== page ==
We see the development over the next 5–10 years of a truly connected workforce that will have real-time access to knowledge and information about critical assets. Workforce scheduling will be more dynamic and intelligent, taking feeds from analytics engines and predictive asset-behavior models to get engineers to the issues ahead of failure or customer impact. We envisage a world where an engineer will be equipped with technology that provides a highly connected experience that can utilise live data feeds into wearable or mobile technology, use augmented reality to render 3D models of assets for maintenance, and then be instructed in how to carry out the work by a remote engineer seeing the work site through the use of streamed video.
5. Predictive asset maintenance
There will continue to be rapid innovation in the analytics platforms, which will increasingly be combined with machine learning capabilities and operated in the cloud to deal with the volumes of data.
Increasingly, the analytics will be combined with widespread use of advanced visualisation capability, including augmented reality, and virtual reality. There will also be much better and more widespread use of traditional 3D rendering, used both in design and also in operations. This, in turn, gives easy, controllable access to standardised and reusable data across the entire operational asset base, combining standard asset configuration data, real-time situational data (asset- and customer-generated), historic performance data, and environmental data. The visualisation of this data in real time, using the capabilities described above, will enable far better understand of operations and asset performance.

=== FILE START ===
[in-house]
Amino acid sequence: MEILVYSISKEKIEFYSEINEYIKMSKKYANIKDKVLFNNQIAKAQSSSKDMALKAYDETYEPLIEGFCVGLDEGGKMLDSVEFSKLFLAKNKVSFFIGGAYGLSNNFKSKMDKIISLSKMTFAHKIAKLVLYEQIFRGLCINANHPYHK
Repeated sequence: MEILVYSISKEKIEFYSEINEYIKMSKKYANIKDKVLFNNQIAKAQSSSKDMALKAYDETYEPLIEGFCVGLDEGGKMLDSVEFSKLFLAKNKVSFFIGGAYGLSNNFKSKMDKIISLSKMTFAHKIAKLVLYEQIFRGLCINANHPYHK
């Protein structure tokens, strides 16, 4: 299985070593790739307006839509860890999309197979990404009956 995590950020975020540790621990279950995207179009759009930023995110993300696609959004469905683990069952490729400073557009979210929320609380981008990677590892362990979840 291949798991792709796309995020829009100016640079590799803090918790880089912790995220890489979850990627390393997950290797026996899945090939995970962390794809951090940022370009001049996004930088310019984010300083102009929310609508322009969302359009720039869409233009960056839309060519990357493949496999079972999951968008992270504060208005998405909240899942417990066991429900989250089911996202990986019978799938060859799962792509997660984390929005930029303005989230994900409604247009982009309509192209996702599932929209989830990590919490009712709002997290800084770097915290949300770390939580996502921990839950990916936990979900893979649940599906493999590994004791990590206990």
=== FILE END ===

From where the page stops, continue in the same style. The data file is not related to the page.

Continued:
How to approach
- Go for quick wins by selecting low-investment and high-value technologies. The use of drones in critical asset inspection operations across a network, for example, results in immediate gains at limited cost-avoiding cost and effort in interruptions to water supply. A drone generates significant savings on downtime and on overall maintenance operations. Another example is to invest in running proofs of value in areas such as leakage management, energy management leveraging predictive analytics and significantly reducing TOTEX.
- Launch projects with high-value applications such as predictive maintenance, intervention management, or digital asset lifecycle management for assets to ensure recurring gains. Analytics, big data, and advanced modelling are used to detect leaks or losses as well as for predictive maintenance.
- For faster gains, invest in applications that allow for more targeted operational efficiencies, such as smart autonomous site operations, investment planning, asset monitoring, sludge/waste monitoring.
- Finally, rely on emerging applications and technologies, like additive manufacturing such increased use of 3D printing in engineering/construction lifecycle models in capital delivery are being used to drive standardisation of assets and asset data throughout design-build-commission-operate lifecycle of water and wastewater plants.
Looking forward to the next 25 years and more, the water sector faces challenges from population growth, climate change, tightening environmental standards, and changing customer expectations. These challenges will require both significant further investment and the adoption of digital technologies. This will ensure that the water sector can continue to deliver the outcomes customers and society want, efficiently and effectively. A digital plant leverages many digital applications across the water and wastewater treatment and production value chain. Disruptive technologies will enable water sector to extract greater information and efficiencies, build a twenty-first century water infrastructure, and perhaps most importantly, increase the value and benefits of the water infrastructure network.